ER #12? #13? #16, Maybe?
Passed out on the couch, the man has been made / terrified by the woman shaking him and learns she’s been / made terrified too. He has been too tired to hear / the croaking floorboards, the heaves, the toilet flush, / her weary steps back to bed. But now, she needs him / to find her a way to the ER, the last sip of water / six hours ago and yet so much still coming up / green from deep inside her.
What time is it? he asks. 4:30, she replies. / Can you wait because they’re both asleep?
I knew you’d say that, she spits at him. / He wants her to reject this is happening / for as long as she can because it will happen / for the long time coming. What’s a few hours, / what’s a day of denial but a chance to take / a day away from this sickness?
But she will not agree. She will / instead yank the car keys from the rack, / which falls off its nails and onto the floor. She will muster / a Fine, I’ll take myself, and she will. / He is left then / with the boy and girl asleep and knowing nothing / of being terrified into guilt, into shame, into recognition / that, yes, this is their life once again.
No matter the noise of two kids arguing / over what they’ll eat for breakfast or which cartoon to watch, / the man will hear the garage door inch open, / the kitchen door creak wide. Of this, he is sure / because shame has a way of giving you the power / of hindsight, to see—no, to feel deep the caving in / of your center, your heart.
It’s not until after 11 / he hears one door, two, / the creaking of fifteen steps, and then one more door’s close. / The man weighs his options and stays holding the girl on the couch. / There are only so many I’m sorrys / she’ll be willing to believe. He’ll save / this one for another time.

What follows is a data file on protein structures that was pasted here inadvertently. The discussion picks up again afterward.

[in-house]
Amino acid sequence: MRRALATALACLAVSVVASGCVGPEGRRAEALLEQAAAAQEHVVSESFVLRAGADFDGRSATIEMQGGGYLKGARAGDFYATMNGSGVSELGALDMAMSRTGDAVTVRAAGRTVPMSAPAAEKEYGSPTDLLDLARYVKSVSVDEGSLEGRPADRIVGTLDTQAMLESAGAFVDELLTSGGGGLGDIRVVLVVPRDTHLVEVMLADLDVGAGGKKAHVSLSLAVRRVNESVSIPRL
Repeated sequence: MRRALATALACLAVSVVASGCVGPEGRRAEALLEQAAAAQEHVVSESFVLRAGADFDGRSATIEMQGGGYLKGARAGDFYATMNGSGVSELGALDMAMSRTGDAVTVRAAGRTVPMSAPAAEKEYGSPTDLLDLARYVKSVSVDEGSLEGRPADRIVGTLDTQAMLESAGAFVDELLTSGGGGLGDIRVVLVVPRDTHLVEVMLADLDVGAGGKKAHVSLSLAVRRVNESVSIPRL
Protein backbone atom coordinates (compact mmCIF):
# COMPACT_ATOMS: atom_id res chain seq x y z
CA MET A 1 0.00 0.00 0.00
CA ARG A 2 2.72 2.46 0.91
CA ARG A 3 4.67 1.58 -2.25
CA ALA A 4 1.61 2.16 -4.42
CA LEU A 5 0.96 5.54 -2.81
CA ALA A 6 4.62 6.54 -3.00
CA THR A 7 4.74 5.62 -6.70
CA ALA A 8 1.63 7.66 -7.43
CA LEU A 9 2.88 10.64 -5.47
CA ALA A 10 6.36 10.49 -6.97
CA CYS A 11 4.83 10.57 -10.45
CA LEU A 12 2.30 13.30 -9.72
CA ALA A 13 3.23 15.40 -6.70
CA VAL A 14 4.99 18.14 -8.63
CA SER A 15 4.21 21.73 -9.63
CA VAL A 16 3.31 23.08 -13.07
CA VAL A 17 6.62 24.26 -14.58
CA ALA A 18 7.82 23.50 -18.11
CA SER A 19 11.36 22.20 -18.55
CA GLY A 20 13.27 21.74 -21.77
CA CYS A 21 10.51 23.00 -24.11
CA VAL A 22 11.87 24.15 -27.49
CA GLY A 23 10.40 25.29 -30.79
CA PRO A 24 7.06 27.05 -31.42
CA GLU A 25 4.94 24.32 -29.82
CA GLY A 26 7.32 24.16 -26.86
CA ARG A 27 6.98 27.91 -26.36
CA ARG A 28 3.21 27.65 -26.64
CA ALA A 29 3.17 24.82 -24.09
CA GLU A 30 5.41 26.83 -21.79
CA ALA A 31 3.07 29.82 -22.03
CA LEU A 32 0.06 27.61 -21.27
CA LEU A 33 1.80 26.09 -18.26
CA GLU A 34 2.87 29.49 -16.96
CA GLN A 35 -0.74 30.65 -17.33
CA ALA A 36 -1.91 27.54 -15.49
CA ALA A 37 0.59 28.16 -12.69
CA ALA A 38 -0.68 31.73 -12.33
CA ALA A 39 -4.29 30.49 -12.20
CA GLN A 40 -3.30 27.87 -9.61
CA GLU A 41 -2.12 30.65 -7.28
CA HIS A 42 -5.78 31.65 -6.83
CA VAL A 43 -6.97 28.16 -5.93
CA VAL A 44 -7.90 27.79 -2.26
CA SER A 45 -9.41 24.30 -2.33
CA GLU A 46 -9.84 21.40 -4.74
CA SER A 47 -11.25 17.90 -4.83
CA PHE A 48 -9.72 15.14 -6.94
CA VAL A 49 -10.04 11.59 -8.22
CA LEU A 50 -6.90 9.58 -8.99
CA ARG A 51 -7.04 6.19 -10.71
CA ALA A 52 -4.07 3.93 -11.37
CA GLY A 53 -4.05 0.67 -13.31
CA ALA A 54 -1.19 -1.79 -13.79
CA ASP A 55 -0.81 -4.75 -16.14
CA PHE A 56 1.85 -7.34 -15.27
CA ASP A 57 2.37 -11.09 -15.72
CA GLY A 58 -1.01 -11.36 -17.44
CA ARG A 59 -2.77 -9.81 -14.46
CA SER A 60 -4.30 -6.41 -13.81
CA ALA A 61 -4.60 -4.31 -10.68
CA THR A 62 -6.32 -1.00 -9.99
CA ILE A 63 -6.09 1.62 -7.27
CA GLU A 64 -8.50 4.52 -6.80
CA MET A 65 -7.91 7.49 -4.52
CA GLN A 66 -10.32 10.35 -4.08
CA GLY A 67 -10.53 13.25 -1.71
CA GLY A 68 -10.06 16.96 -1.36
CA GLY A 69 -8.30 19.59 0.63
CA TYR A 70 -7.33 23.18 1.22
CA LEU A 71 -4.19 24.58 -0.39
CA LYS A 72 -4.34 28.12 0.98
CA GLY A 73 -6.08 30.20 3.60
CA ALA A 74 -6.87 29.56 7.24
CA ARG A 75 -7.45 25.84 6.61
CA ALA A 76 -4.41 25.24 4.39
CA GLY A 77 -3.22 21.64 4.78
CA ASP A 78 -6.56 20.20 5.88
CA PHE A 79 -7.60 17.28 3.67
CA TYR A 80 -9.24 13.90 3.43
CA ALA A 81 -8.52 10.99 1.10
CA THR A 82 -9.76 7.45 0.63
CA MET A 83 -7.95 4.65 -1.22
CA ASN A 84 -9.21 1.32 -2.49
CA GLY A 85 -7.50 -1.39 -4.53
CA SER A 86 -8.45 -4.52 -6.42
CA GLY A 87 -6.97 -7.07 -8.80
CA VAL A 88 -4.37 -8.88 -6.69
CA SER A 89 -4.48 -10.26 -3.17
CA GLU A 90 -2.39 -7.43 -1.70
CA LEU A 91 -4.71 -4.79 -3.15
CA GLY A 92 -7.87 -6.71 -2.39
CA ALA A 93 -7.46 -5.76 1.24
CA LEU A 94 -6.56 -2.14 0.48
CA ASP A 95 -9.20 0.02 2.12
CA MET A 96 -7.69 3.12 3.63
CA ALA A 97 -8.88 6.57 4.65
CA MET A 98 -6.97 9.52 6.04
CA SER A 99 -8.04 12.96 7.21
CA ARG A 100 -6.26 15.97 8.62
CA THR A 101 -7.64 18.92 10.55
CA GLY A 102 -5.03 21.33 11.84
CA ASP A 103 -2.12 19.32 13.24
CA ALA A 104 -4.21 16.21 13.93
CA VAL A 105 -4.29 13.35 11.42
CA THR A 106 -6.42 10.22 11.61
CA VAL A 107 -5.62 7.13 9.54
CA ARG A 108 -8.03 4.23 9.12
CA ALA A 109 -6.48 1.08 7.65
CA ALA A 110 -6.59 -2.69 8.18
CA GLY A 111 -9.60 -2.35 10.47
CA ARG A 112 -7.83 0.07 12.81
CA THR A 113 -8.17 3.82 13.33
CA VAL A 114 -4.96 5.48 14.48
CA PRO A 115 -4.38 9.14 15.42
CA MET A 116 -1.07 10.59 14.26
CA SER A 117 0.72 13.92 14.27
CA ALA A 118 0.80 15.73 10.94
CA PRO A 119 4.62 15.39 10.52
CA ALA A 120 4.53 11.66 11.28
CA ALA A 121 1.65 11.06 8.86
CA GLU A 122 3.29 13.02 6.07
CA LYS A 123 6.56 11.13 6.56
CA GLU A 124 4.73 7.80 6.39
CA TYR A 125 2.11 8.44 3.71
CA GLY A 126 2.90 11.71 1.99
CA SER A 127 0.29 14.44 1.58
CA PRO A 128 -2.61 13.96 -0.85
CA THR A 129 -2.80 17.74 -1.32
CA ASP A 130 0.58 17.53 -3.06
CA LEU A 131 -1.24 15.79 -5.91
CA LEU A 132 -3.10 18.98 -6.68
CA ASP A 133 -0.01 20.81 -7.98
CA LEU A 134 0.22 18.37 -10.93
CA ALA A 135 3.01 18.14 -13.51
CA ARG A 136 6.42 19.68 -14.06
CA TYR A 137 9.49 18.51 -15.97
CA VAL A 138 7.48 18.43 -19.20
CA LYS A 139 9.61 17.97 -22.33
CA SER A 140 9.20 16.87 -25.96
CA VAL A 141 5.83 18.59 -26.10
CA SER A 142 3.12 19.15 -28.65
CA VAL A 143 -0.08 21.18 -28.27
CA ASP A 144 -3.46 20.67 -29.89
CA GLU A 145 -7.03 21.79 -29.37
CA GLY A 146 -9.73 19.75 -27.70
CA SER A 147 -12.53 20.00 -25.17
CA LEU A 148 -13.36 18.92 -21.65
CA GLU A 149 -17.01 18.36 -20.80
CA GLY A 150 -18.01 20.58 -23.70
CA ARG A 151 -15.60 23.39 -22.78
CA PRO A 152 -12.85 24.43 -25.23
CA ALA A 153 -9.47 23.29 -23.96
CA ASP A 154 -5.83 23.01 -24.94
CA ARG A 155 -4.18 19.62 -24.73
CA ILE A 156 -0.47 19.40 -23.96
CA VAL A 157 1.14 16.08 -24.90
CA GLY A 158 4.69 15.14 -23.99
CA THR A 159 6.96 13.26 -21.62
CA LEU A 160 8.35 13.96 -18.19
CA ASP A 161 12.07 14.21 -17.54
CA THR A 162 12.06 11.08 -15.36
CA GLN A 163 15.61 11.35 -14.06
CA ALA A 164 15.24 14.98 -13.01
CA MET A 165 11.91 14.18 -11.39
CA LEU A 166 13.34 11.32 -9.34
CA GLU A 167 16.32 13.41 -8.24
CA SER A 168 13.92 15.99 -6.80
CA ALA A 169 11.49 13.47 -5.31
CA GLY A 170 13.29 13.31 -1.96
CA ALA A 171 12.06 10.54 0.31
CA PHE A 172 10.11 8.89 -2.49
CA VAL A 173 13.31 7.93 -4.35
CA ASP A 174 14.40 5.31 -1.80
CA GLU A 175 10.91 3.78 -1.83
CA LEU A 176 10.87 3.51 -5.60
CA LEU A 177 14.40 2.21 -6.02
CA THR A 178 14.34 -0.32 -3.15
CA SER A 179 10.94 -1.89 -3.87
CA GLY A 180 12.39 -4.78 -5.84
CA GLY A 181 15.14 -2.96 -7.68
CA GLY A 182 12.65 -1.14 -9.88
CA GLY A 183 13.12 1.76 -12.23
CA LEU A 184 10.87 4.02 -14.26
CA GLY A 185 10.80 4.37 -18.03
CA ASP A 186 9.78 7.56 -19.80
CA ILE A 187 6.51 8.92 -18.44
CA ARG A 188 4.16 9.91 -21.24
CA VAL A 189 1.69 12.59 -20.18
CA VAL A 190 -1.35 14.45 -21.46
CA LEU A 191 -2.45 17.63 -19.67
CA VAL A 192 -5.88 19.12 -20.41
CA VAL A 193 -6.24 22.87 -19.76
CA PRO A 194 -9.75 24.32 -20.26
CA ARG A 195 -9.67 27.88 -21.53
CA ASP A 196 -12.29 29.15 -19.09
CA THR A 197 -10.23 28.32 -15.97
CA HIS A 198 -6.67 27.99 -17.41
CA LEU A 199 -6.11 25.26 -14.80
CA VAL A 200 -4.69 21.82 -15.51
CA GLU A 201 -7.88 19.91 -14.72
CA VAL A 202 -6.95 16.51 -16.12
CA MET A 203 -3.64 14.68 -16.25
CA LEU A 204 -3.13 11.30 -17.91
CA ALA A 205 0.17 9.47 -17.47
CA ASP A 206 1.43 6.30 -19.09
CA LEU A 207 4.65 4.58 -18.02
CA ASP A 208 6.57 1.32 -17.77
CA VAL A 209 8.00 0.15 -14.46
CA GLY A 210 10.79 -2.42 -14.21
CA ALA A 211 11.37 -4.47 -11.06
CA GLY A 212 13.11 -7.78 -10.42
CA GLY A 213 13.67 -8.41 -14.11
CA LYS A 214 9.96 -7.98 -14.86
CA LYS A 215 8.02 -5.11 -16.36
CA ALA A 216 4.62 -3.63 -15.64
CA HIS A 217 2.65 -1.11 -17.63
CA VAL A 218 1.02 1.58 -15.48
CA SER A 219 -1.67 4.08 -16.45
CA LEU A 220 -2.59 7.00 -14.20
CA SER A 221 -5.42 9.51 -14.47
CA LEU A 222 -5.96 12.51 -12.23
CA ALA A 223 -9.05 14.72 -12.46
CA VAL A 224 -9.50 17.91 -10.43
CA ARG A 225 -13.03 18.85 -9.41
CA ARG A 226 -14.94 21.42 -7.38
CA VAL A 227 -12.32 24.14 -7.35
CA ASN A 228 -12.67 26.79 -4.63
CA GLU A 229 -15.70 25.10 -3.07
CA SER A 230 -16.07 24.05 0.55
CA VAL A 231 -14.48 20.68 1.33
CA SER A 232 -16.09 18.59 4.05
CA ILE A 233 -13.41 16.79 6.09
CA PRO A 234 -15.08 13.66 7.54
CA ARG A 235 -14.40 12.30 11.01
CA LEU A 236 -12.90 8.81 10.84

Even with her retching, her headaches, their collective wishing / sometimes for this to have never happened, the man / must add injury to insult twice a week by injecting her / with progesterone. It is odd, at first, / that his muscles have memorized each step / in insuring this misery will continue. She can barely / stand for the two minutes he is to slowly push / this life-keeping into her. She can barely keep / the tears in. He wants to know if she can / forgive him if he suggests maybe skipping one or forgetting, / conveniently, which day sustains her / on this regimen. But she always remembers, never / gives in to what would be so much easier, the path / back to herself so much quicker than this needs to be.
Her body’s work to break the world / open again continues in the dark of their room. / Of her heart. Of her mind and soul, / if that word is okay to use, if it’s to be believed in. / Because too often now, the man doesn’t / want to carry the burden of lighting two of them. His faith is / ill equipped; it is young in the ways that don’t matter, / and old in the ways that do. He trusts it / as long as it works to keep her / from crying, from damning God for letting / this punishment happen to her. The man tries / to answer her curses with prayer, with light / at the end of this tunnel, with a simple, prodding, You’re strong. / You’re so much stronger than this thing, which is nothing / special but at least better than silence. He thinks / he hears her reply; it is only a catch / before she looses again into the kidney-shaped basin. / She wipes her mouth with a tissue and reports, / I have nothing in me anymore.
MICHAEL LEVAN has work in recent or forthcoming issues of Arts & Letters, Painted Bride Quarterly, Iron Horse Literary Review, Copper Nickel, Ruminate, and Hunger Mountain. He is an Assistant Professor of English at the University of Saint Francis and writes reviews for American Microreviews and Interviews. He lives in Fort Wayne, Indiana, with his wife, Molly, and children, Atticus, Dahlia, and Odette.